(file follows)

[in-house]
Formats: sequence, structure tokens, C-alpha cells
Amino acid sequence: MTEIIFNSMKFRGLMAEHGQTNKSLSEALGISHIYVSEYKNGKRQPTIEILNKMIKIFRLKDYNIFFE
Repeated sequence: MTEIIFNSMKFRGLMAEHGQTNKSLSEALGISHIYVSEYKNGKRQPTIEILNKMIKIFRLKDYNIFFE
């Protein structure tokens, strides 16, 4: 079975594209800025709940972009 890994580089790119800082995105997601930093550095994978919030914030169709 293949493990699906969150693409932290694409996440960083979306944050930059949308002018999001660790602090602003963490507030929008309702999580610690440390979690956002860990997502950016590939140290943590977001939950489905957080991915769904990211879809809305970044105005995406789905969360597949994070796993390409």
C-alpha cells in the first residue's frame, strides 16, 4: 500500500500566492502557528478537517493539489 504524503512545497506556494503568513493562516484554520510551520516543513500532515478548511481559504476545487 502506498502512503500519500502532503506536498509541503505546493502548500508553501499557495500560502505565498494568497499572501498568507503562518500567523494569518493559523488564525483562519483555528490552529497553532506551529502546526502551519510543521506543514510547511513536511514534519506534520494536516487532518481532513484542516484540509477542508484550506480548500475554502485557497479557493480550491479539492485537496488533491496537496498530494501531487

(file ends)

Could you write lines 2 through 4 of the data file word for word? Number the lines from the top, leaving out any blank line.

Formats: sequence, structure tokens, C-alpha cells
Amino acid sequence: MTEIIFNSMKFRGLMAEHGQTNKSLSEALGISHIYVSEYKNGKRQPTIEILNKMIKIFRLKDYNIFFE
Repeated sequence: MTEIIFNSMKFRGLMAEHGQTNKSLSEALGISHIYVSEYKNGKRQPTIEILNKMIKIFRLKDYNIFFE